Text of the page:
I also know Dr. Carlo Kopp and is “famous” webpage “Air Power Australia” at the beginning some of his argument’s there considerable but by a closer look they lost all credulity this guy is obsess by the idea what the F35 is the worst aircraft ever built. A F35 will kill all existing Legacy fighter including Russian made Su35BM despite of is lacks the real questions is them the F35 will be able to penetrate High End Air Defense Systems like the S300PMU2, S400, S500, HQ9 and also them the F35 will be capable to stay superior the PAK FA and J20 and J31 this are the important questions. But it is already clear that even the most improved legacy jet like the F15SE or the F18 E/F Block 3 or the F16Blacok60 has no chance to face the PAK FA or the J20 like even the most recent Air Defense Systems. The only alternative to the F35 is the F22 and the F22 line was unfortunately shut down by “War on Terror” idiots how reduced the World threat environment to insurgent’s and Afghanistan alone.

        So how I say it simply no exists an alternative to the F35 because why even them you restart the F22 Line in order to replace the F15C/D and F15E with a real Air Superiority fighter you will also have to replace the thousands of middle/low end F16 and F18 with an modern airframe. In an ideal world with no Budget restriction I will replace the entire Air force and Navy Tactical Fighter Fleet with 3500 F22 derivates like a F22A for the Air force, a F22N for the Navy and a F22B for the F15E and also procure 500 new Next-Gen Bombers for Long Range Strikes like an even better armed replacement for the A10C but they didn’t live in such a World. Actually the US Air Force has to deal with fallout of the Obama Administration like as the misguided build up during the War on Terror campaign under Bush Jr. and is Sec.Def Rumsfeld and not to forget with the consequences of idiotic Clinton peace dividend how had cost the USA around 20 Years in development and modernization.And when all this would not be enough also with the outcome of Tea Party isolationist how had hijacked the GOP and lead to insanity like sequestration. In this toxic environment the Air Force, Navy and USMC can be happy them the can protect the F35 from deeper cuts. But to scrap the A10C will not help them to protect the F35 or the LRS it will just lead to the loss of another capability like with the scrap of the EF-111A Raven how lead to the loss of the entire Electronic warfare Capability of the USAF.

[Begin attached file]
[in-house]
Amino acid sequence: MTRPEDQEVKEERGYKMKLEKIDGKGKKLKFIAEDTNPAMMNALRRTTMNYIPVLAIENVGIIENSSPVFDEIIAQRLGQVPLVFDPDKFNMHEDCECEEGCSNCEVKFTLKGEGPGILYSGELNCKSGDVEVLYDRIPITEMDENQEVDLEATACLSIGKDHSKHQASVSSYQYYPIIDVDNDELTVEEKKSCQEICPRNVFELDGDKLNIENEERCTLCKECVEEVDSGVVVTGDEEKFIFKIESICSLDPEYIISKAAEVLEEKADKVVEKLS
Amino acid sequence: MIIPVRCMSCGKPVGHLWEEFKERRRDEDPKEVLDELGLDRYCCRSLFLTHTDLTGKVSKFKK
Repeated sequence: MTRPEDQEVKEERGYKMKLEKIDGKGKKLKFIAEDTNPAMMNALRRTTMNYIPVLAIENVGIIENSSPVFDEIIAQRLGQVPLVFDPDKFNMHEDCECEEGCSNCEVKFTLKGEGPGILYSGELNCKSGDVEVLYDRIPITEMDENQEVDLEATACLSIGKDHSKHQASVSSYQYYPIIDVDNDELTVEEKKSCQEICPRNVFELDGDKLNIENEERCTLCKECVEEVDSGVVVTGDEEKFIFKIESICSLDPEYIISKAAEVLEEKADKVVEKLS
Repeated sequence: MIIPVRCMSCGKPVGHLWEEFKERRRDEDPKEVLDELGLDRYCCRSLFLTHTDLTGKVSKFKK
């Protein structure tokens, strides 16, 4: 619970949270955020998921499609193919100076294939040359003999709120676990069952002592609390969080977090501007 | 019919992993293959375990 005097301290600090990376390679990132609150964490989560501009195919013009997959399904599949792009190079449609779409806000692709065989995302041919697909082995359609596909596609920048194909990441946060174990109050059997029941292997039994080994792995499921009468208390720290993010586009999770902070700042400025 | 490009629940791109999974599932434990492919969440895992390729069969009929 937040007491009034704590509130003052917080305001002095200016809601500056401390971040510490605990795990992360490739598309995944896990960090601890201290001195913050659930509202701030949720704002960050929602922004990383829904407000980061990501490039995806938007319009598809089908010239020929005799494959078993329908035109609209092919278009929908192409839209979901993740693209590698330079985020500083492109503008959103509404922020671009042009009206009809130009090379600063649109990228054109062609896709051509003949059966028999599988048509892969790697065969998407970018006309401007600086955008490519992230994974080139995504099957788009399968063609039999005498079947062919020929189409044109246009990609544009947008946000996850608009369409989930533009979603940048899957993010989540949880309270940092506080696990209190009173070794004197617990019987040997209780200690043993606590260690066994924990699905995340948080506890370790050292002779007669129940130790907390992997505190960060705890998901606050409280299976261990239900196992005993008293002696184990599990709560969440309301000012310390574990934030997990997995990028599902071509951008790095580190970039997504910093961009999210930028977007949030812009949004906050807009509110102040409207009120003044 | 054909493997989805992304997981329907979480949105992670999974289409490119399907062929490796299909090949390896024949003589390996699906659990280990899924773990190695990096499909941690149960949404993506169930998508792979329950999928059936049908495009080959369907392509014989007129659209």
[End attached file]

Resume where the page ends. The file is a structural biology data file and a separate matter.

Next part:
• Another Guest (from Australia)

          @ Araya,

          What I’m doing is certainly not stupid. There’s a bunch of them that know the F-35 is a dog, ok. They’ve told me, they’ve told acquaintances of mine, friends of mine and other folks out their that they are very terribly concerned about it. But it was the decision taken by the Ministers at very short notice for whatever reasons and foisted on them….”

          The acquaintances, friends and other folks have been saying the same thing too. The information we’ve got about Modernising Fighter US and other Forces agreed the plan on Alternative No.3: Cancel the JSF program and Satisfy Inventory Requirements by Purchasing Improved Legacy Aircraft such as the either the F-15E+ or F-15SE, F-16E/F Block 60 or Block 70 and also restart the F-22 production?

    • Another Guest (from Australia)

      @ Araya,

      “Now this same relatively small Number of F-35 should now also replace a more them 200 strong A-10C Fleet how are in there mission much more capable and also much cheaper”.

      The F-35 is too incapable and extremely expensive aircraft. No matter how many countries are committing to this boondoggle the cost of the F-35 will continue to climb handsomely and will never be reduced.

      The F-35 will have no internal “dogfight” air-to-air missiles; the helmet doesn’t work; the software is not reliable; the F-35 lacks performance compared to peer threats or their Western analogue (the F-22 and Typhoon.). If the jet is a B or C, it may have left the deck that day without a gun.

      The F-35 is detectable. Especially the Nebo-M series and L-Band AESA’s on the Sukhois.